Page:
Japan's biggest labor organization on Thursday decided to call for a 4 percent pay hike in annual wage negotiations early next year to help fairly redistribute wealth, a goal also sought by the country's prime minister.
Tepid wage growth has been partly blamed for weak domestic demand in Japan and Japanese Prime Minister Fumio Kishida is calling for a pay hike of over 3 percent next year at companies seeing their earnings recover to pre-pandemic levels as he aims to deliver on his promise of achieving economic growth and wealth distribution.
Members of the Japanese Trade Union Confederation known as Rengo reached an agreement at their meeting in Chiba Prefecture near Tokyo to demand a pay-scale increase of around 2 percent and an annual pay rise of 2 percent during upcoming "shunto" negotiations.
It is the seventh straight year that Rengo, with around 7 million members, has sought a pay-scale hike of around 2 percent.
In wage talks earlier this year, companies agreed to an average 1.78 percent pay hike, in response to a request for a total 4 percent pay hike.
"We cannot say that (wealth) has been distributed appropriately to workers. Labor unions need to proactively ask for investment in people," said Tomoko Yoshino, who became Rengo's first female chief in October.
"I'd like to fix wage gaps between men and women and forms of employment," she added at the meeting.
The Japan Business Federation, the country's biggest business lobby known as Keidanren, is expected to urge its member companies to raise wages, including pay-scale hikes.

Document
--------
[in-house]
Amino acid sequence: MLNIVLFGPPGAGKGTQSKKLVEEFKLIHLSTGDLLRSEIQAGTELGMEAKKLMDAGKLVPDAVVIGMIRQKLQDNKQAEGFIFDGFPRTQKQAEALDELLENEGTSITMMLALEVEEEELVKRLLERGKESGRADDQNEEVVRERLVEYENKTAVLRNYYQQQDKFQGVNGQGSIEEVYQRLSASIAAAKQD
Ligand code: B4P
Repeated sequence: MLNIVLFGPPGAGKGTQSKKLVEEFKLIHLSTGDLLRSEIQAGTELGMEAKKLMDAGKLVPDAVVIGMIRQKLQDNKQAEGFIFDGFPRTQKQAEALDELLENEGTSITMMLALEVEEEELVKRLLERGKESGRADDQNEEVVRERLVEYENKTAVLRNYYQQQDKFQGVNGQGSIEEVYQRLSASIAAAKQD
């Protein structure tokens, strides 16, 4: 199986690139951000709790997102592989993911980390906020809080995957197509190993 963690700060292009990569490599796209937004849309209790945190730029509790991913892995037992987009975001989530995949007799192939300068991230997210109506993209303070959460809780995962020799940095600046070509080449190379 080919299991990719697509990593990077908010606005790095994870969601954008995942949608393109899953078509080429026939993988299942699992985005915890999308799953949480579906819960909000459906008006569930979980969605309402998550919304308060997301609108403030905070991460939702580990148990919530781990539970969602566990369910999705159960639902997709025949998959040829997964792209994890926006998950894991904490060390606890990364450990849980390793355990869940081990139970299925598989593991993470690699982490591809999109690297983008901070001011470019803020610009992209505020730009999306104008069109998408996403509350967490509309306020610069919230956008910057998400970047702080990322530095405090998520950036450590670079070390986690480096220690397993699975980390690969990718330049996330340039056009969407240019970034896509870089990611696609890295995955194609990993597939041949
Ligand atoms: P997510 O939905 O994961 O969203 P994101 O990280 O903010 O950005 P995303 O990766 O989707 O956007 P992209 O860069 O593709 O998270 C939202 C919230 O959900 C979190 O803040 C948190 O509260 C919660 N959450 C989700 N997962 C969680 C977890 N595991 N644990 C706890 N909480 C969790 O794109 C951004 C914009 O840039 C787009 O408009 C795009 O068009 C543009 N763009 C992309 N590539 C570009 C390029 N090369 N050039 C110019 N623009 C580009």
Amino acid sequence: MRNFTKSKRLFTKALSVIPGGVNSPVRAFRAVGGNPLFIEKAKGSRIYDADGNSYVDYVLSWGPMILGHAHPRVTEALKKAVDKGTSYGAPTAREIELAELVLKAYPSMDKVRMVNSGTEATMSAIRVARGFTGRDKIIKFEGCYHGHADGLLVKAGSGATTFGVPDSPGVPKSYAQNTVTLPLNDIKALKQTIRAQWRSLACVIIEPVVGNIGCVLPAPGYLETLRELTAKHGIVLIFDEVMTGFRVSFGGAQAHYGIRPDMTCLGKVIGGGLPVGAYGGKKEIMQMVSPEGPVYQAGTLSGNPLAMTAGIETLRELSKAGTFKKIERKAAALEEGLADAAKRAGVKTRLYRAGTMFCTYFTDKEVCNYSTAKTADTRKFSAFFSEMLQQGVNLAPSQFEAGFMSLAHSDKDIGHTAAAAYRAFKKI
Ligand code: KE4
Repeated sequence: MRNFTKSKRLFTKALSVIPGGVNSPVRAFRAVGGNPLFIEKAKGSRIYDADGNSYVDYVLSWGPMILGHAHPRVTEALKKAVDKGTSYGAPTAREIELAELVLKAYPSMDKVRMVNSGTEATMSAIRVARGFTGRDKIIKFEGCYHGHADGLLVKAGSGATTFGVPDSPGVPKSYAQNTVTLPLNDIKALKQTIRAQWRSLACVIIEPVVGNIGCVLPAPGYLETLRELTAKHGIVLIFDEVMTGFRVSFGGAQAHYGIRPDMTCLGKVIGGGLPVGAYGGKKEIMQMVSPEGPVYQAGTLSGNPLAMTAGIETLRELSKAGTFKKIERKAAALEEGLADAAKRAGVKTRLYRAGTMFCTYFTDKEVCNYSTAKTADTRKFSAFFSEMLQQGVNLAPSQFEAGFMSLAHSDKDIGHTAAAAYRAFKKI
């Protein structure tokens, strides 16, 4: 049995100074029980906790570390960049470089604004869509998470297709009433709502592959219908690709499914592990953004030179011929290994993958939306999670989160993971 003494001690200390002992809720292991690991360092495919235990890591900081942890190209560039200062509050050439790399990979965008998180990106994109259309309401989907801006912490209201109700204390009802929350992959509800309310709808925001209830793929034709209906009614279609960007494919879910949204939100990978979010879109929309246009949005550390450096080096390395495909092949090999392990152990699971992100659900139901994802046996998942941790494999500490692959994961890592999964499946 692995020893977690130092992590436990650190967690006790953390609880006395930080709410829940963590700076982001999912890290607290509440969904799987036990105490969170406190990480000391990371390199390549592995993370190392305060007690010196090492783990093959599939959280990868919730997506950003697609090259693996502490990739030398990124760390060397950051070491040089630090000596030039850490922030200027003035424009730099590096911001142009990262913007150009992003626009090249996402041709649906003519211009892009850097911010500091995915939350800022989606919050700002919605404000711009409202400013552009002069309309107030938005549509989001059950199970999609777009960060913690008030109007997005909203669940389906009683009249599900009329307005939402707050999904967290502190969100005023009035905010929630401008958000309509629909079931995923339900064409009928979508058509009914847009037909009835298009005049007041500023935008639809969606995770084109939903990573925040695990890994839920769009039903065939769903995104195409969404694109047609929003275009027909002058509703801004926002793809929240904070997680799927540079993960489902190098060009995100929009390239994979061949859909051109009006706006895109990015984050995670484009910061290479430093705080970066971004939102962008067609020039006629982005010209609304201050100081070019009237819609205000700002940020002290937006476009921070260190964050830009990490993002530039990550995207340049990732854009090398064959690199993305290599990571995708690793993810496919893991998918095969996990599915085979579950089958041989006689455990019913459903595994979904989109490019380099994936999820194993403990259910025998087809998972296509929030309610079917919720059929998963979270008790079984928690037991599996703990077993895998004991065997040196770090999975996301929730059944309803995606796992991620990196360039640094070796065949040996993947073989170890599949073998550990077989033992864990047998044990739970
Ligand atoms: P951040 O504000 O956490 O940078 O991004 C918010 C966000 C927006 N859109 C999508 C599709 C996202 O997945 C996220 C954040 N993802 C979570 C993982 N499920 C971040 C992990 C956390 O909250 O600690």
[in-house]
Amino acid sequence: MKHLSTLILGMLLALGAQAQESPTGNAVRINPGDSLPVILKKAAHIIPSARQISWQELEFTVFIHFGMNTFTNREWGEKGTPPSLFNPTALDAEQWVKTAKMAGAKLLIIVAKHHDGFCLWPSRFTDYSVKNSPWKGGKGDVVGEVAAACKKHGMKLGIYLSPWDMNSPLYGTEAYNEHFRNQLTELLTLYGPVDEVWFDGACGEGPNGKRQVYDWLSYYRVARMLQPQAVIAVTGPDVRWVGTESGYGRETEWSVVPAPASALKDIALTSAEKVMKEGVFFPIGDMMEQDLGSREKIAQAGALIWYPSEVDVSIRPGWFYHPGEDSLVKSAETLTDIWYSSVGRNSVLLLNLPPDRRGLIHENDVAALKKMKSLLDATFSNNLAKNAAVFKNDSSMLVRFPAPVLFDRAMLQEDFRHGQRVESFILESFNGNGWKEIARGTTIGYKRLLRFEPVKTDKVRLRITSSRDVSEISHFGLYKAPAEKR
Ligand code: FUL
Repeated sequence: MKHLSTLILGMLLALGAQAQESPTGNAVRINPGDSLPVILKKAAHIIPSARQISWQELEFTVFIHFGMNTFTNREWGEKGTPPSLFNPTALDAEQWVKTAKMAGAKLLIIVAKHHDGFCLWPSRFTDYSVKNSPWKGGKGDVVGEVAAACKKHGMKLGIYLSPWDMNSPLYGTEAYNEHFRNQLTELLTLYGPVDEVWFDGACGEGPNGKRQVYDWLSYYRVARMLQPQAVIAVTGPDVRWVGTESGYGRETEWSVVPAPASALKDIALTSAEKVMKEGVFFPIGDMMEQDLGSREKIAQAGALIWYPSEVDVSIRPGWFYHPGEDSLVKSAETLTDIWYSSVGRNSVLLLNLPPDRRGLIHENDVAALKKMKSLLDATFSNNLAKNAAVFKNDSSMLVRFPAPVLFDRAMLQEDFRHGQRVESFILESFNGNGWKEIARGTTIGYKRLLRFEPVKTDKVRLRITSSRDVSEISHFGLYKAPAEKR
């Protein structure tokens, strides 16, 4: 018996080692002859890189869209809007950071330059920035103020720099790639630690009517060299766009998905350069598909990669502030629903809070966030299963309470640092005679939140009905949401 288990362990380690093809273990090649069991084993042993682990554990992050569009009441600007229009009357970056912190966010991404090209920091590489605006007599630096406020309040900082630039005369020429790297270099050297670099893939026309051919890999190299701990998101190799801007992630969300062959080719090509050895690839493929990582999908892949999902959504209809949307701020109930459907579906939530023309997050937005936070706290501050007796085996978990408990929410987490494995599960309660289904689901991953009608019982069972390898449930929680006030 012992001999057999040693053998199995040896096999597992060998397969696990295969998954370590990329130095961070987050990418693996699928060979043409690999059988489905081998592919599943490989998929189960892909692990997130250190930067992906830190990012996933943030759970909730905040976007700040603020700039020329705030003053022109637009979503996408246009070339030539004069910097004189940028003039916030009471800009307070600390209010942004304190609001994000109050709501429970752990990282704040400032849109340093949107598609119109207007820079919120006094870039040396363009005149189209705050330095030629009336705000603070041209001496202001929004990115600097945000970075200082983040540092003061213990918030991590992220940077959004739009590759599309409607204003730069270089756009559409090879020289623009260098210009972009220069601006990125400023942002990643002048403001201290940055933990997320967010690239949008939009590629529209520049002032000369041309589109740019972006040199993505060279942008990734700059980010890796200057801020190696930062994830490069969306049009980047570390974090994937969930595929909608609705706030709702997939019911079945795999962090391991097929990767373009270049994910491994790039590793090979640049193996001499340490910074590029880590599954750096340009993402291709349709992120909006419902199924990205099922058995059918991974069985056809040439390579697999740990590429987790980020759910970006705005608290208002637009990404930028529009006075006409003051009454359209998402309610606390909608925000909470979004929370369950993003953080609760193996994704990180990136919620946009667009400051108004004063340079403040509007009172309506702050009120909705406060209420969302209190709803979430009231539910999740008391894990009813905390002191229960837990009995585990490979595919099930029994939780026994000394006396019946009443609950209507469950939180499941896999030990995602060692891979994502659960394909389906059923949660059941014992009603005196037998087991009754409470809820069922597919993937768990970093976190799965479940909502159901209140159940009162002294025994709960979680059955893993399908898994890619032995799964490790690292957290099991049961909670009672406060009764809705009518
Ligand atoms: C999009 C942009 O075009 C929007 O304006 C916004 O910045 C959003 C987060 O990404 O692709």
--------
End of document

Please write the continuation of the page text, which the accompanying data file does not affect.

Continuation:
At the height of the COVID-19 pandemic last year, Keidanren called blanket pay hikes as unrealistic as the negative impact on corporate earnings varied among companies and industries.
The recovery from the pandemic fallout remains uneven and concerns are growing about the possible spread of the Omicron variant of the novel coronavirus that could dampen economic activity.
Under such circumstances, Rengo will aim to "shore up (pay) in each sector as much as possible," according to its guidelines for the latest wage negotiations. The confederation will call for a minimum wage of 1,150 ($10) yen an hour, up 50 yen from this year.
Wage negotiations will culminate in March when major companies decide how to respond to requests from their labor unions.
Former Prime Minister Shinzo Abe used to set numerical targets ahead of annual wage negotiations and Keidanren took heed of such calls. His successor Yoshihide Suga called for pay hikes without a specific target.